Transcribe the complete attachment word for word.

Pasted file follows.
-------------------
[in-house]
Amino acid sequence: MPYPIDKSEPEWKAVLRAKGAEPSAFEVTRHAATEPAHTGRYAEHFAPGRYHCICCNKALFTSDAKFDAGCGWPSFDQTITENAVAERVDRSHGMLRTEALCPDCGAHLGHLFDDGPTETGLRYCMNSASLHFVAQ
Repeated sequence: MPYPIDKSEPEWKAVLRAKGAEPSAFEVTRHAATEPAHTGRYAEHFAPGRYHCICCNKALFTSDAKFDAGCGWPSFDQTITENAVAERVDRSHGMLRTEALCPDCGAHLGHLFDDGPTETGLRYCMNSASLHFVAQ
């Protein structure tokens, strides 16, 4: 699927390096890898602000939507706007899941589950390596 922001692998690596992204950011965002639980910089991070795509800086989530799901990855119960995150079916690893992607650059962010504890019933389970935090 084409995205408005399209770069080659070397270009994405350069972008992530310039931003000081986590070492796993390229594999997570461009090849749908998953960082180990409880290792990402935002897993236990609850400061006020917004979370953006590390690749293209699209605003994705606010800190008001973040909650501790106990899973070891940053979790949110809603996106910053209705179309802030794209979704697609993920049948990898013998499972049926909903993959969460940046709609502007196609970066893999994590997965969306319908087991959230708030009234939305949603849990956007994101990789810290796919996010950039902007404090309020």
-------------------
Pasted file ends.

[in-house]
Amino acid sequence: MPYPIDKSEPEWKAVLRAKGAEPSAFEVTRHAATEPAHTGRYAEHFAPGRYHCICCNKALFTSDAKFDAGCGWPSFDQTITENAVAERVDRSHGMLRTEALCPDCGAHLGHLFDDGPTETGLRYCMNSASLHFVAQ
Repeated sequence: MPYPIDKSEPEWKAVLRAKGAEPSAFEVTRHAATEPAHTGRYAEHFAPGRYHCICCNKALFTSDAKFDAGCGWPSFDQTITENAVAERVDRSHGMLRTEALCPDCGAHLGHLFDDGPTETGLRYCMNSASLHFVAQ
């Protein structure tokens, strides 16, 4: 699927390096890898602000939507706007899941589950390596 922001692998690596992204950011965002639980910089991070795509800086989530799901990855119960995150079916690893992607650059962010504890019933389970935090 084409995205408005399209770069080659070397270009994405350069972008992530310039931003000081986590070492796993390229594999997570461009090849749908998953960082180990409880290792990402935002897993236990609850400061006020917004979370953006590390690749293209699209605003994705606010800190008001973040909650501790106990899973070891940053979790949110809603996106910053209705179309802030794209979704697609993920049948990898013998499972049926909903993959969460940046709609502007196609970066893999994590997965969306319908087991959230708030009234939305949603849990956007994101990789810290796919996010950039902007404090309020």